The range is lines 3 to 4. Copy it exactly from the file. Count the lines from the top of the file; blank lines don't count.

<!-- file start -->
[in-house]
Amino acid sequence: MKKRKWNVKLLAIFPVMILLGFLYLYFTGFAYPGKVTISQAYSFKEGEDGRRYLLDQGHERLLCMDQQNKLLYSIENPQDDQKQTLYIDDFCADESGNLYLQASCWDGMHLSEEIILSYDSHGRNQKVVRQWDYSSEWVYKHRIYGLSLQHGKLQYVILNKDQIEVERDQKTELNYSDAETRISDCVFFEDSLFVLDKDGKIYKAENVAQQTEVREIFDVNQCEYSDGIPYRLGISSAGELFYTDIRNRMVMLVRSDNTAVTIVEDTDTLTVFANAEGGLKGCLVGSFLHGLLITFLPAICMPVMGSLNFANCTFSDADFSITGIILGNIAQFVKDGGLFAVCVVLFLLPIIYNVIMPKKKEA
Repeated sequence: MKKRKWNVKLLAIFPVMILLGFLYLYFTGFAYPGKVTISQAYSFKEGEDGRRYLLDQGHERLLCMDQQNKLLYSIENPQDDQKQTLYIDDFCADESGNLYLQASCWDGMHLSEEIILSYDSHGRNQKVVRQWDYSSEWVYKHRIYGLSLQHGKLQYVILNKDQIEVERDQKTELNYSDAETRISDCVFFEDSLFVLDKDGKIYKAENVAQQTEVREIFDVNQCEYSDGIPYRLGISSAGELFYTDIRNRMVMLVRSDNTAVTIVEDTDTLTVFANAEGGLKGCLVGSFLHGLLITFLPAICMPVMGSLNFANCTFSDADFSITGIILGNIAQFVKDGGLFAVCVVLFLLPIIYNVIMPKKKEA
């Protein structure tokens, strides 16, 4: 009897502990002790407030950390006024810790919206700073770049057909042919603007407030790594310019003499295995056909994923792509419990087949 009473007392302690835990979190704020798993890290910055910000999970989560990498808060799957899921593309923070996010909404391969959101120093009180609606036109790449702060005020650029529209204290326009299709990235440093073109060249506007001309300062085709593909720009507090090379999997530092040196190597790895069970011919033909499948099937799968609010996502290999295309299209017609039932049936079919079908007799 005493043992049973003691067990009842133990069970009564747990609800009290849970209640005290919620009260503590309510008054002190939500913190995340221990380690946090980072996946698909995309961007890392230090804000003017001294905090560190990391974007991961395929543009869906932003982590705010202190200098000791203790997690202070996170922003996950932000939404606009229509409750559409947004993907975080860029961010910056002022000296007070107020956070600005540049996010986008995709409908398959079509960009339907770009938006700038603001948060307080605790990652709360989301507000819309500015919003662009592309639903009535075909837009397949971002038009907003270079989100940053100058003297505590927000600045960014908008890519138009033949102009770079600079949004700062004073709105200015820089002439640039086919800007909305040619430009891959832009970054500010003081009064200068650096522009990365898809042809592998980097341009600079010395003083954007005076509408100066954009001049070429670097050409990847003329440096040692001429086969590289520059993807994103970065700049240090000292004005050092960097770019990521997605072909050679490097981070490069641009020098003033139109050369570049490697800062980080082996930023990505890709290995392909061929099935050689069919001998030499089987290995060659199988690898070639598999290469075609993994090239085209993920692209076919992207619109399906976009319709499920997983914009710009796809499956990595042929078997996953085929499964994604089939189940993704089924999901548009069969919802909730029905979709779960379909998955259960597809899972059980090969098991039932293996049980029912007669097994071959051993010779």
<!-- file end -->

Repeated sequence: MKKRKWNVKLLAIFPVMILLGFLYLYFTGFAYPGKVTISQAYSFKEGEDGRRYLLDQGHERLLCMDQQNKLLYSIENPQDDQKQTLYIDDFCADESGNLYLQASCWDGMHLSEEIILSYDSHGRNQKVVRQWDYSSEWVYKHRIYGLSLQHGKLQYVILNKDQIEVERDQKTELNYSDAETRISDCVFFEDSLFVLDKDGKIYKAENVAQQTEVREIFDVNQCEYSDGIPYRLGISSAGELFYTDIRNRMVMLVRSDNTAVTIVEDTDTLTVFANAEGGLKGCLVGSFLHGLLITFLPAICMPVMGSLNFANCTFSDADFSITGIILGNIAQFVKDGGLFAVCVVLFLLPIIYNVIMPKKKEA
């Protein structure tokens, strides 16, 4: 009897502990002790407030950390006024810790919206700073770049057909042919603007407030790594310019003499295995056909994923792509419990087949 009473007392302690835990979190704020798993890290910055910000999970989560990498808060799957899921593309923070996010909404391969959101120093009180609606036109790449702060005020650029529209204290326009299709990235440093073109060249506007001309300062085709593909720009507090090379999997530092040196190597790895069970011919033909499948099937799968609010996502290999295309299209017609039932049936079919079908007799 005493043992049973003691067990009842133990069970009564747990609800009290849970209640005290919620009260503590309510008054002190939500913190995340221990380690946090980072996946698909995309961007890392230090804000003017001294905090560190990391974007991961395929543009869906932003982590705010202190200098000791203790997690202070996170922003996950932000939404606009229509409750559409947004993907975080860029961010910056002022000296007070107020956070600005540049996010986008995709409908398959079509960009339907770009938006700038603001948060307080605790990652709360989301507000819309500015919003662009592309639903009535075909837009397949971002038009907003270079989100940053100058003297505590927000600045960014908008890519138009033949102009770079600079949004700062004073709105200015820089002439640039086919800007909305040619430009891959832009970054500010003081009064200068650096522009990365898809042809592998980097341009600079010395003083954007005076509408100066954009001049070429670097050409990847003329440096040692001429086969590289520059993807994103970065700049240090000292004005050092960097770019990521997605072909050679490097981070490069641009020098003033139109050369570049490697800062980080082996930023990505890709290995392909061929099935050689069919001998030499089987290995060659199988690898070639598999290469075609993994090239085209993920692209076919992207619109399906976009319709499920997983914009710009796809499956990595042929078997996953085929499964994604089939189940993704089924999901548009069969919802909730029905979709779960379909998955259960597809899972059980090969098991039932293996049980029912007669097994071959051993010779």